A few weeks ago, the MCP Blog had a series on going from Hobbyist to Professional Photographer. While the contests have passed, the great information is all still available. Do a search and start learning. One of the prizes was a mentor session with professional photographer, Deb Schwedhelm.
Deb has generously offered to answer some of the amazing questions left in the comment section from that contest. To enter, photographers were asked to write: “the ONE question you would like to ask a seasoned professional photographer?”
What are some of the best routes to take, to go from word of mouth growth to kicking it up a notch and going to the next level?
- For me, letting my business grow from word-of-mouth WAS taking it up a notch. There’s no greater next level, in my opinion, than your clients sharing great things about you and marketing you. I can’t say I ever really did anything special (other than working hard and treating my clients well) to take my business to the next level.
What is the most effective way you have found to promote your photography business?
- Without a doubt, word-of-mouth has been the most effective way to promote my business. Over the years, I have had work displayed in a pediatrician’s office and a children’s boutique, been on first page of Google…but there is no greater way to promote your business than your clients sharing with their family, friends, co-workers, etc.
What’s the one piece of advice you would give another photographer, who is afraid to pursue photography full-time?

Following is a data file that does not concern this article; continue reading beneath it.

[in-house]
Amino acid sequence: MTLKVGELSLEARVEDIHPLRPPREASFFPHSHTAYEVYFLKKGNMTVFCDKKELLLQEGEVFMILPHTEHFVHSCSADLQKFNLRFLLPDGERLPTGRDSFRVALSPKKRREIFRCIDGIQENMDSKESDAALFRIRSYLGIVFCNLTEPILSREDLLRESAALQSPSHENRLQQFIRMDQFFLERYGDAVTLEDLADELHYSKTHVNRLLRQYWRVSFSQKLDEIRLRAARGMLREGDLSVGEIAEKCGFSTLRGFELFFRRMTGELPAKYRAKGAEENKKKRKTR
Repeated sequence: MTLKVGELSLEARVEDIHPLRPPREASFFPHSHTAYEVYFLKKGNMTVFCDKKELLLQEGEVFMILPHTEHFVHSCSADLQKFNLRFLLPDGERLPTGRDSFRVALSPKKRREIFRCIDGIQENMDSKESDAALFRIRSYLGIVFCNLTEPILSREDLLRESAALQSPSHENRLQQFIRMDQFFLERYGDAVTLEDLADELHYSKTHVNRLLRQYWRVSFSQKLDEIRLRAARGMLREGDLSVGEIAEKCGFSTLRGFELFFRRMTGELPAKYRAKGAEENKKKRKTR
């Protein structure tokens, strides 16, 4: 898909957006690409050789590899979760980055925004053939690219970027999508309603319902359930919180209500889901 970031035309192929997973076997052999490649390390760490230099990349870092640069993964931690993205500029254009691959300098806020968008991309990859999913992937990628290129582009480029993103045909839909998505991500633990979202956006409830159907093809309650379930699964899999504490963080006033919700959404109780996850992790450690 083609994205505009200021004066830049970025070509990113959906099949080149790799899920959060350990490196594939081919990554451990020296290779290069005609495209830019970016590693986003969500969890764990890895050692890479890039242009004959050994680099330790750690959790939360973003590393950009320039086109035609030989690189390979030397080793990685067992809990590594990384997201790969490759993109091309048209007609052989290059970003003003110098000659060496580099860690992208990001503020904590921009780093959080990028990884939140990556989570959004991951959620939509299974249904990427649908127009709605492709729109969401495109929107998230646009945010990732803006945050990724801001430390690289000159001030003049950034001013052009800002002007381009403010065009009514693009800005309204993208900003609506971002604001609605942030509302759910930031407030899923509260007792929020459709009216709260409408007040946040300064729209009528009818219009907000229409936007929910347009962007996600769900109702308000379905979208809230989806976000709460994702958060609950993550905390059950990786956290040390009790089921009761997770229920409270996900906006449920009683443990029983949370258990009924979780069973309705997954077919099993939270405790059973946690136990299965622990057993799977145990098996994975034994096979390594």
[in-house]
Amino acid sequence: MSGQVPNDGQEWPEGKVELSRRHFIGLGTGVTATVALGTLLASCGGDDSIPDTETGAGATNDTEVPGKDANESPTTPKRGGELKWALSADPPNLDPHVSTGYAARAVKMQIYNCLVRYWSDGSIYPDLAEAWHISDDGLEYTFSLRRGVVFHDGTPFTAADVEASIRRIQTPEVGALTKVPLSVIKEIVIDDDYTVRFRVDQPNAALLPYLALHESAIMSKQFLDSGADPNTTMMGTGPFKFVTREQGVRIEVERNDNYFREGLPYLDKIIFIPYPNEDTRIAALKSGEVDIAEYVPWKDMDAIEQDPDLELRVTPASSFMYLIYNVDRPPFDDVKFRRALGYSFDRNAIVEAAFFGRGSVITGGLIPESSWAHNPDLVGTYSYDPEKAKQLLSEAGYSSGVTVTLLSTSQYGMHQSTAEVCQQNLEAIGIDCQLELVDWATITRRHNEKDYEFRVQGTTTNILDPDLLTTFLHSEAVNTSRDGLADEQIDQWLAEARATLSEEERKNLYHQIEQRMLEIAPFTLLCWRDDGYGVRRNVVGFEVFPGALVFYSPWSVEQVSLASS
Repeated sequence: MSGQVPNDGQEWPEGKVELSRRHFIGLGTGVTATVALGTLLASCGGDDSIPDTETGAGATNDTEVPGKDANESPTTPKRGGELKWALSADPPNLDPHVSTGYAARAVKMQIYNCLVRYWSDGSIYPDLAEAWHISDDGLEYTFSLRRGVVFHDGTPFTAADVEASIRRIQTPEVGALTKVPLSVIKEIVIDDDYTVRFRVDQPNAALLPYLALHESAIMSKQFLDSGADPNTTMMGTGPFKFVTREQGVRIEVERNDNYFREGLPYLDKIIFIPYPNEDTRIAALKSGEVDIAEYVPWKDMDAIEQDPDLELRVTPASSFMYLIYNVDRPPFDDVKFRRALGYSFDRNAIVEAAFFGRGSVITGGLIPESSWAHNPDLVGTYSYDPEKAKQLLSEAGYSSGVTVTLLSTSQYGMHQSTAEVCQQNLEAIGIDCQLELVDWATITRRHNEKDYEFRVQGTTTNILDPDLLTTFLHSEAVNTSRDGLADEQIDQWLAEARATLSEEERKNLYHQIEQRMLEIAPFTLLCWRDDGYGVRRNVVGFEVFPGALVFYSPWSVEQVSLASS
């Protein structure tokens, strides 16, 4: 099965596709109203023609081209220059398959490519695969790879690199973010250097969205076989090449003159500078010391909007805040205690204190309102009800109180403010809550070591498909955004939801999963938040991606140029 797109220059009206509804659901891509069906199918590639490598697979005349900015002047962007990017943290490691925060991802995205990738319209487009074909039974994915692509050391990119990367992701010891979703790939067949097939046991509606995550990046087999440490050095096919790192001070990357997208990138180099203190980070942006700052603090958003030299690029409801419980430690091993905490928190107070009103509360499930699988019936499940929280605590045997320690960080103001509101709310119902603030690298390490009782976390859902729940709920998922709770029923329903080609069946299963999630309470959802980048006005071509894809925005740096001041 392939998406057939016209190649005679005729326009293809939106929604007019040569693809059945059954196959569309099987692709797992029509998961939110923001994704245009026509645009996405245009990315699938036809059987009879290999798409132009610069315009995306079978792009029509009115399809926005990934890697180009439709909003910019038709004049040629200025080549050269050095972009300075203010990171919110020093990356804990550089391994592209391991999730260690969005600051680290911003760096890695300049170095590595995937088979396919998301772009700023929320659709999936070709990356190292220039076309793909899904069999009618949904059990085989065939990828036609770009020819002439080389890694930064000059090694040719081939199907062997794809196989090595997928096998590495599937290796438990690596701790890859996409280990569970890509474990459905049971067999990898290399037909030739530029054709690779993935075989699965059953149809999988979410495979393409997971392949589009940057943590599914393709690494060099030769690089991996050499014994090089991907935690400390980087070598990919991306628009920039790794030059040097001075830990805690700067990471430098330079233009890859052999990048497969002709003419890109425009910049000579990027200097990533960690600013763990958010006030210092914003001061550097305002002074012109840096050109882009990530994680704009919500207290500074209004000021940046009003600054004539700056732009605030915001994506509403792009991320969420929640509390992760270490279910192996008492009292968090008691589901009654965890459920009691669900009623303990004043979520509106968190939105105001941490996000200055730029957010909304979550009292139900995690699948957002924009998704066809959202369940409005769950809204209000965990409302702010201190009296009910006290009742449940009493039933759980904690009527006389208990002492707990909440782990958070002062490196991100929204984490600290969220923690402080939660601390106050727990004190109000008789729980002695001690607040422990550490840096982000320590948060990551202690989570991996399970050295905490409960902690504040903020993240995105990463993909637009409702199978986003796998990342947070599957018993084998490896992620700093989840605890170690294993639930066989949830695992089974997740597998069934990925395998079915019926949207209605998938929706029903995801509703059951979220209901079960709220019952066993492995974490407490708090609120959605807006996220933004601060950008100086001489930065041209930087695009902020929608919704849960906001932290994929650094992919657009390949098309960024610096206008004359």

- If it’s your passion, there’s nothing to be afraid of – go for it and give it your all!! Work really hard and throughout the journey, never forget why you started – that vision, passion, desire and drive.
What is the biggest mistake you made when you were establishing your portfolio?
- My biggest mistake was launching my business too fast and therefore, I learned a bunch of lessons the hard way. Patience, patience, patience. Photography takes hard work, dedication and time. Learn the technical aspects and learn who you are as a photographer. I can’t stress either of these aspects enough, as it’s so easy to get lost or swallowed up in this industry.
How do you judge the light, so you can adjust aperture/shutter speed, on the fly?
- Different photographers have different methods to meter light on the fly – some use a gray card, others use their hand… I use a spot around me that i think is around eighteen-percent grey (a method i came up with over time). Of course, the proper way is to use a light meter. My advice is to take the time to truly understand light and how it works with your camera.
- My friend, Trish Reda, shared this on her facebook recently and I so love it – LIGHT. light, or electromagnetic radiation, consists of visible light, radio waves, microwaves, x-rays, gamma rays and other kinds of energy. It’s properties have both enchanted and puzzled scientists for centuries. Light makes the simplest and most basic thing possible – the ability to see beauty with our own eyes – while at the same time it is extremely complex in its physics and applications. - posted in the huntington library
- Light is complex and so important — take the time to truly see and understand light. you won’t be sorry!!
What do you consider to be essential equipment, and what equipment could facilitate taking my photography to the next level?
- Essential equipment? assuming digital — all you need is good DSLR and a good lens to shoot. Well, you also need a computer and software to post-process. But for camera equipment – a camera and a good lens is all you need to get to the next level. You need the knowledge of the technical aspects, time and practice. And then more and more practice.
How did you start building your client base?